“Why?” Durant asked. Then again, with attitude: “Why?”

Later, Kerr smiled and said: “Kevin’s never happy when he comes out of the game, no matter when I take him out. Even in the preseason he’s upset if I take him out. He wasn’t thrilled and I probably should’ve left him in … he was going pretty well. They went on a quick run but he came back in and got us on track again.”

Durant immediately swished a jumper, and then another basket was followed with Durant drawing a charge on Eric Gordon. With that, first blood in this series was drawn by the Warriors.

“I wanted to stay in the game, but the best part of it is I trust coach and we can move past those conversations pretty quick,” Durant said.

Can they move past the Rockets just as quickly? This series gave the appearance of a possible epic, and it still might be just that, except the opener fizzled in the Rockets’ face. Just like that, the home-court advantage now belongs to the Warriors, and this highly-anticipated series will get a gut-punch Wednesday if Golden State takes a pair in Houston.

The bad news for the Rockets is the Warriors aren’t bored anymore — that was so two weeks ago. Once Curry returned from his knee injury and the Warriors crept closer to the West finals, the sense of urgency provided Golden State its needed face-slap. So, no, the Rockets aren’t catching them off guard. The Warriors are very much on guard and focused on keeping the Larry O’Brien trophy.

That’s why Draymond Green received a technical less than two minutes into the game and then flirted with going nuts before the first quarter buzzer. He was that wired.

“I think I was a bit overzealous, a bit amped up but I’d rather be that any day than coming out flat,” he said. “I’ll take that and live with the results.”

That’s also why the Warriors rallied twice after falling behind early, stealing any momentum or hope the Rockets had.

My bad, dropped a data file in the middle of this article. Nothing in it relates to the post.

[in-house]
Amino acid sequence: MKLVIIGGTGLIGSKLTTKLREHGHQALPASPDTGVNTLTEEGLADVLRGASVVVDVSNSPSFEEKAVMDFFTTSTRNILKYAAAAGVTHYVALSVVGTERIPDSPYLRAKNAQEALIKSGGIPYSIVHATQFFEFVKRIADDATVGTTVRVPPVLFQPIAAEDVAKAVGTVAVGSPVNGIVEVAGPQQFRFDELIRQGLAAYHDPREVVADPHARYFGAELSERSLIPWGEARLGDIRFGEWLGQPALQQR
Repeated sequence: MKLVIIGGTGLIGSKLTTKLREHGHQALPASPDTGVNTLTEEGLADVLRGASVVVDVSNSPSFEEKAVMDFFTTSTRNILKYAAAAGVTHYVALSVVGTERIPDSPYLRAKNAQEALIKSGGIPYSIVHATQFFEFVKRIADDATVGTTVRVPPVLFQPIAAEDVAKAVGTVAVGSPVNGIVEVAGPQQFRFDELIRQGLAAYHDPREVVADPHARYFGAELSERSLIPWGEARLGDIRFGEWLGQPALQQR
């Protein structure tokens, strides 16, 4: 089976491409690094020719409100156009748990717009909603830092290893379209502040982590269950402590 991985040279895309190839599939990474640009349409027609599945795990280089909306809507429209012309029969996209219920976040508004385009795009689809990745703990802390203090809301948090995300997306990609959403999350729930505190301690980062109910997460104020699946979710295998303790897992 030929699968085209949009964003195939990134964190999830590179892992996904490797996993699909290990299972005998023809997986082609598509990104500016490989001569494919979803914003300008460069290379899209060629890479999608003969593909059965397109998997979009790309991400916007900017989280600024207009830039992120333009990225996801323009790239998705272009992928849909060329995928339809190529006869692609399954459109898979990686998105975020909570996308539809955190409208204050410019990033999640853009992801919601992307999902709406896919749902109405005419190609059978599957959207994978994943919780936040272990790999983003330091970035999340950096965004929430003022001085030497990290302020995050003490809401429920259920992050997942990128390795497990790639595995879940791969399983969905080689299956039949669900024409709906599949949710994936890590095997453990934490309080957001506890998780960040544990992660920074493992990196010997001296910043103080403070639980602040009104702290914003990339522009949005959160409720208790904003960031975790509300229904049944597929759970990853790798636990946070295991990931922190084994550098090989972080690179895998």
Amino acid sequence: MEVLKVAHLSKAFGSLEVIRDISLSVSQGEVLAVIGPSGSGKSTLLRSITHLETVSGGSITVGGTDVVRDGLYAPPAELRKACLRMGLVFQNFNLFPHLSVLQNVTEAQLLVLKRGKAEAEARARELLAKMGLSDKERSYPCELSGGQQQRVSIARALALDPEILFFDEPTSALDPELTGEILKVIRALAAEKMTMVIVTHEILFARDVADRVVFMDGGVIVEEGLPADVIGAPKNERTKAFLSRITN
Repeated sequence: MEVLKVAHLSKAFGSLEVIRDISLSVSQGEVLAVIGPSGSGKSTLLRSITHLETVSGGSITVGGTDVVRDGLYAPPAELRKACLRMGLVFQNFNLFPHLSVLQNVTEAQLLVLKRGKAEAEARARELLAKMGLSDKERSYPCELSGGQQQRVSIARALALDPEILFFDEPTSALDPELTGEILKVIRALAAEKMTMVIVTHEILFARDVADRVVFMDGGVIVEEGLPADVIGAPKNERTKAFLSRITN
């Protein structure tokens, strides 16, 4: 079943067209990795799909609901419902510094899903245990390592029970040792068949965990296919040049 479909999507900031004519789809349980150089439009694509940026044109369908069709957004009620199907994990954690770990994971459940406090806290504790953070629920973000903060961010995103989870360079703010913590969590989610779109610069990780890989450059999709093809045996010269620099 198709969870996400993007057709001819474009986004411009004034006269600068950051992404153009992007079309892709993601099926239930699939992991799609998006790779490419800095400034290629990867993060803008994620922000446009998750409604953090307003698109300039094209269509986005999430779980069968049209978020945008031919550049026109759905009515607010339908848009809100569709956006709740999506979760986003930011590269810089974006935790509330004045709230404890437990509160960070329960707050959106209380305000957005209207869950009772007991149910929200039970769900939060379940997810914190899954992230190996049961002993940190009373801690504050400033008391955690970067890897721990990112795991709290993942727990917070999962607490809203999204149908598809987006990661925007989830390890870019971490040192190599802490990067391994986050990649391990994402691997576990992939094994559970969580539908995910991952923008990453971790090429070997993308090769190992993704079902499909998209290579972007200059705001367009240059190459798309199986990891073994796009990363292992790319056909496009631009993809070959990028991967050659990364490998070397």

Houston had Harden, and he was indeed MVP-worthy, drilling step-back jumpers and chopping up the Warriors near the rim, where he dropped layups or drew fouls. Yet in typical Harden fashion, he finished with 41 points … and a minus-7 in Game 1.

Still, this game and this result were due largely to Durant and the inability of the Rockets to do anything with him.

“I think my favorite moment was the one where he drove the baseline and he rose up over two guys,” Green said. “Like, he was flying and leaning out of bounds. Kind of a little stick shot. They played great defense on that play, so for him to still hit that shot, it was tough.”

Again, if that’s how Durant will roll, what’s Houston to do?

“He’s been doing it for so long, man,” Harden said. “He can shoot over anybody, so we’ve got to do a better job of being physical. Getting him off his spots, a better job of contesting and making it even harder for him.”

Basically, the Rockets plan to do what nobody has done since Durant came to the Warriors: Stop him in the postseason. He averaged 28.5 points on 55 percent shooting (44 from deep) last season. He’s at 28 and 49 percent through nine games in the 2018 playoffs.

With all due respect to the Rockets, Durant owns the spring, this series so far and there’s no foreclosure in sight.

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Veteran NBA writer Shaun Powell has worked for newspapers and other publications for more than 25 years. You can e-mail him here, find his archive here and follow him on Twitter.